In a compelling address to United Nations General Assembly (GA) on Thursday, Israeli Prime Minister Benjamin Netanyahu combined a daring technique with a few well-placed messages to clearly delineate his goal: getting European leaders to sign on with Israel and the United States in supporting new sanctions on Iran.
The Prime Minister wasted no time in getting down to business and reminded the GA, within moments of ascending the podium, that when he’d stood there three years ago only Israel, out of all 200 countries represented, was opposed to the nuclear deal with Iran.
“We opposed it because it threatened our future, our very survival,” said Netanyahu, reiterating Israel’s conviction that lifting the sanctions would only hasten Iran’s quest for nuclear weapons. The bottom line, “We opposed the deal it because it was based on a fundamental lie – that Iran is not seeking to develop nuclear weapons.” And now, finally, said Netanyahu, there’s proof of that.
He revealed that Israel had essentially mythbusted the idea of a peaceful nuclear Iran last February when it obtained hundreds of thousands of incriminating documents and videos from within an innocuous looking building in Tehran. He paused, then blew the whistle. First on the international media outlets he’d met with at the time, providing them with hard evidence that Iran was still building a nuclear arsenal. Then on the very body charged with safeguarding the peaceful use of nuclear technology.
“That information was also shared with members of the Security Council and the International Atomic Energy Agency (IAEA)”, he announced.
Incredibly, said Netanyahu, “months have passed, and the IAEA still hasn’t taken any action, asked a single question of Iran, or demanded to inspect a single new site discovered in the secret archive.” Therefore, said the Prime Minister, he was about to do something drastic and unprecedented.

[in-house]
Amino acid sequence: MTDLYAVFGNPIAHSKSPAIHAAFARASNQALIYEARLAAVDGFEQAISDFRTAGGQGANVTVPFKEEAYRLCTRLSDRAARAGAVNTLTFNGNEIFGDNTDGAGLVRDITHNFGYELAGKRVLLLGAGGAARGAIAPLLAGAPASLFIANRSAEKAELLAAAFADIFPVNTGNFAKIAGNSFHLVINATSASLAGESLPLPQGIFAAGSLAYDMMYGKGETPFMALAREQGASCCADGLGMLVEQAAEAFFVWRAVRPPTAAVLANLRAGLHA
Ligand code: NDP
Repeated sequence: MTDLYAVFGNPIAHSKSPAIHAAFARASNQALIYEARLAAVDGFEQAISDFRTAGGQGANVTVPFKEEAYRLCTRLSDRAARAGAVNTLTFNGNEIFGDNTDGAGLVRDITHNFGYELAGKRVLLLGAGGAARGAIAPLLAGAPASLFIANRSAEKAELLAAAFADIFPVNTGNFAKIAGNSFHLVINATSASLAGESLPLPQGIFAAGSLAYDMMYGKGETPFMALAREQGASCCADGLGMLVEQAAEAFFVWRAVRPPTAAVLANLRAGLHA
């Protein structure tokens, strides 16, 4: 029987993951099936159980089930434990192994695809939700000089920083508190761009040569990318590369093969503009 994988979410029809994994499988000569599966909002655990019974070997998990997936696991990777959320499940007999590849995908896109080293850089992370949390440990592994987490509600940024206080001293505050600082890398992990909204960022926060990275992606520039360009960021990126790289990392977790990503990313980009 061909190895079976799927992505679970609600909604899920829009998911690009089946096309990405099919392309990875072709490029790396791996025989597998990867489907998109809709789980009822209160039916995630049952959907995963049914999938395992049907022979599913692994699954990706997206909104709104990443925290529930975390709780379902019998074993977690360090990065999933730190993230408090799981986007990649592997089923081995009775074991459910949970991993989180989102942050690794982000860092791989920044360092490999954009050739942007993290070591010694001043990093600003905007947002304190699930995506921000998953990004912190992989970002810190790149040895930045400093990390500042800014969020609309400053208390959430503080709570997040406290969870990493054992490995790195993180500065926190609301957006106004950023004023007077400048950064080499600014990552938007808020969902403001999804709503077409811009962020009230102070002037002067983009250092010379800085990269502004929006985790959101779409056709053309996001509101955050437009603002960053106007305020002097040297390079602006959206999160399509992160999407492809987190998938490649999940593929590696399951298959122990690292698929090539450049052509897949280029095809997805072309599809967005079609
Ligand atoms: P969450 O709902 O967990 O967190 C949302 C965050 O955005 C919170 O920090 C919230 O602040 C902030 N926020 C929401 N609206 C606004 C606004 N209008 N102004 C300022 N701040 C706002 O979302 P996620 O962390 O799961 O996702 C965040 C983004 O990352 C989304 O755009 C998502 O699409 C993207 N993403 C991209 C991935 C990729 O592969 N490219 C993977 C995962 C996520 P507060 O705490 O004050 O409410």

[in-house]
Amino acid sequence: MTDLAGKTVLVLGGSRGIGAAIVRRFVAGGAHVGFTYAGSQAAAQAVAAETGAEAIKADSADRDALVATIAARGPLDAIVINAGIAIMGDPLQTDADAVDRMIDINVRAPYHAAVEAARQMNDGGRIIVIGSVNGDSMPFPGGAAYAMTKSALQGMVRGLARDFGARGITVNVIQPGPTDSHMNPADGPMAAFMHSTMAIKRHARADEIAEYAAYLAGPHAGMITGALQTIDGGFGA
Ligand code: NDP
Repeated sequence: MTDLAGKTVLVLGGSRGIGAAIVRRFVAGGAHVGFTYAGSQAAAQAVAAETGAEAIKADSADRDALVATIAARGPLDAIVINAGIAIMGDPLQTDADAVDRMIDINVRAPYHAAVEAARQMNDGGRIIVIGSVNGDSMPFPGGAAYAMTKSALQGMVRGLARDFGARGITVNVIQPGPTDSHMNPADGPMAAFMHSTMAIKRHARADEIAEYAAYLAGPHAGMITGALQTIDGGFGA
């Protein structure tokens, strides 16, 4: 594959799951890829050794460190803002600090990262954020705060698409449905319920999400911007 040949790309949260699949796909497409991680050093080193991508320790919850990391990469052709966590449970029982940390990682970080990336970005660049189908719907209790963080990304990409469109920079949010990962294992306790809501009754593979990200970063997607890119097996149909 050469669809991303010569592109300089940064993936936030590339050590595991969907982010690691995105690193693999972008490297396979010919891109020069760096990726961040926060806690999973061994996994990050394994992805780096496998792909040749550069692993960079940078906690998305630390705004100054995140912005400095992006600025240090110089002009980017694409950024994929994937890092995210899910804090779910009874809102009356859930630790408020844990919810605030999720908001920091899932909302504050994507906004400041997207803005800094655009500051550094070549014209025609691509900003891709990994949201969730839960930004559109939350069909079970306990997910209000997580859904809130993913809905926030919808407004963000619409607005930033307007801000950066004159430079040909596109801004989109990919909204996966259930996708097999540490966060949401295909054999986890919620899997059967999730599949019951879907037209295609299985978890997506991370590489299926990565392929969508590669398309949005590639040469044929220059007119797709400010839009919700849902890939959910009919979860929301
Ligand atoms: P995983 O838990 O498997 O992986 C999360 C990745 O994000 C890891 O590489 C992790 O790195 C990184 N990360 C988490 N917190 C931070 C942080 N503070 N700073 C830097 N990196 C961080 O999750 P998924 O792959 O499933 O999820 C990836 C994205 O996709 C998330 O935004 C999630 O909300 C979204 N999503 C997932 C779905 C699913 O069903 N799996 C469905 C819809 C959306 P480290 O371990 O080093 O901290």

As if whistle-blowing and the news itself weren’t startling enough, Netanyahu proceeded to reveal recently unclassified information on live television. “What I’m about to say has not been shared publicly before… today I’m disclosing for the very first time that Iran has another secret facility in Tehran.” Seemingly from nowhere he produced a map with a photo of the site and waved it before his astonished audience. “This is the secret atomic warehouse for massive amounts of equipment and material for Iran’s nuclear weapons program,” he said, publicizing the street address and GPS coordinates and adding, “except, it’s no longer secret.”
And what happened to all that radioactive material the Iranians now had to get rid of? “The Iranians spread it around Tehran to hide the evidence,” Netanyahu said with disgust. He had a message for the residents of Tehran: Geiger counters are available on Amazon for only $29.99.
“Why would Iran keep a secret atomic archive and a secret atomic warehouse?” Netanyahu asked the delegates. He pointed out that the first thing South Africa and Libya did when they abandoned their nuclear programs was to destroy all archives, material, and equipment. “The answer is obvious,” he said, Iran hasn’t abandoned its goal to develop nuclear weapons, they were using these sites to have an atom bomb ready to break out when the time was right.